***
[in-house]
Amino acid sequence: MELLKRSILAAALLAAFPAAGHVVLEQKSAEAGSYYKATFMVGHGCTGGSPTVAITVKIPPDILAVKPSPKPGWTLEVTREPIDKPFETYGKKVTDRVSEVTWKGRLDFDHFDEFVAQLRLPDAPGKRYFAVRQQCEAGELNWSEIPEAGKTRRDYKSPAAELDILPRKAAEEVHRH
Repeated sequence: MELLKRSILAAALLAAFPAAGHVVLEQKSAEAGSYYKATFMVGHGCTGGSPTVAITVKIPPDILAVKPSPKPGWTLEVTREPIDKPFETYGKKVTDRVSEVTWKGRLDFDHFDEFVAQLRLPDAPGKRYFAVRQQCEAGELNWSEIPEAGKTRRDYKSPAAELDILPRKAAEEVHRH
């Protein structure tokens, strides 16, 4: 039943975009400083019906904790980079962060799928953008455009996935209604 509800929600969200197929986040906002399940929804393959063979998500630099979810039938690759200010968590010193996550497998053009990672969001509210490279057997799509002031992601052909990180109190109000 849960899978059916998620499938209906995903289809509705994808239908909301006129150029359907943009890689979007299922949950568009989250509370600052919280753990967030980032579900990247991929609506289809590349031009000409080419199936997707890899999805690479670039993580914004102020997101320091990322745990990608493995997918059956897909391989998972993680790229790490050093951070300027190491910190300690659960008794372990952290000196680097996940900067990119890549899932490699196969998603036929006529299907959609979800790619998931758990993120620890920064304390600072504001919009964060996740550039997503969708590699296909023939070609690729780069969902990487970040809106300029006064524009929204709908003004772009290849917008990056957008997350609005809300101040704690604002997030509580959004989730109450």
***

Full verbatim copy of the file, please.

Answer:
[in-house]
Amino acid sequence: MELLKRSILAAALLAAFPAAGHVVLEQKSAEAGSYYKATFMVGHGCTGGSPTVAITVKIPPDILAVKPSPKPGWTLEVTREPIDKPFETYGKKVTDRVSEVTWKGRLDFDHFDEFVAQLRLPDAPGKRYFAVRQQCEAGELNWSEIPEAGKTRRDYKSPAAELDILPRKAAEEVHRH
Repeated sequence: MELLKRSILAAALLAAFPAAGHVVLEQKSAEAGSYYKATFMVGHGCTGGSPTVAITVKIPPDILAVKPSPKPGWTLEVTREPIDKPFETYGKKVTDRVSEVTWKGRLDFDHFDEFVAQLRLPDAPGKRYFAVRQQCEAGELNWSEIPEAGKTRRDYKSPAAELDILPRKAAEEVHRH
């Protein structure tokens, strides 16, 4: 039943975009400083019906904790980079962060799928953008455009996935209604 509800929600969200197929986040906002399940929804393959063979998500630099979810039938690759200010968590010193996550497998053009990672969001509210490279057997799509002031992601052909990180109190109000 849960899978059916998620499938209906995903289809509705994808239908909301006129150029359907943009890689979007299922949950568009989250509370600052919280753990967030980032579900990247991929609506289809590349031009000409080419199936997707890899999805690479670039993580914004102020997101320091990322745990990608493995997918059956897909391989998972993680790229790490050093951070300027190491910190300690659960008794372990952290000196680097996940900067990119890549899932490699196969998603036929006529299907959609979800790619998931758990993120620890920064304390600072504001919009964060996740550039997503969708590699296909023939070609690729780069969902990487970040809106300029006064524009929204709908003004772009290849917008990056957008997350609005809300101040704690604002997030509580959004989730109450």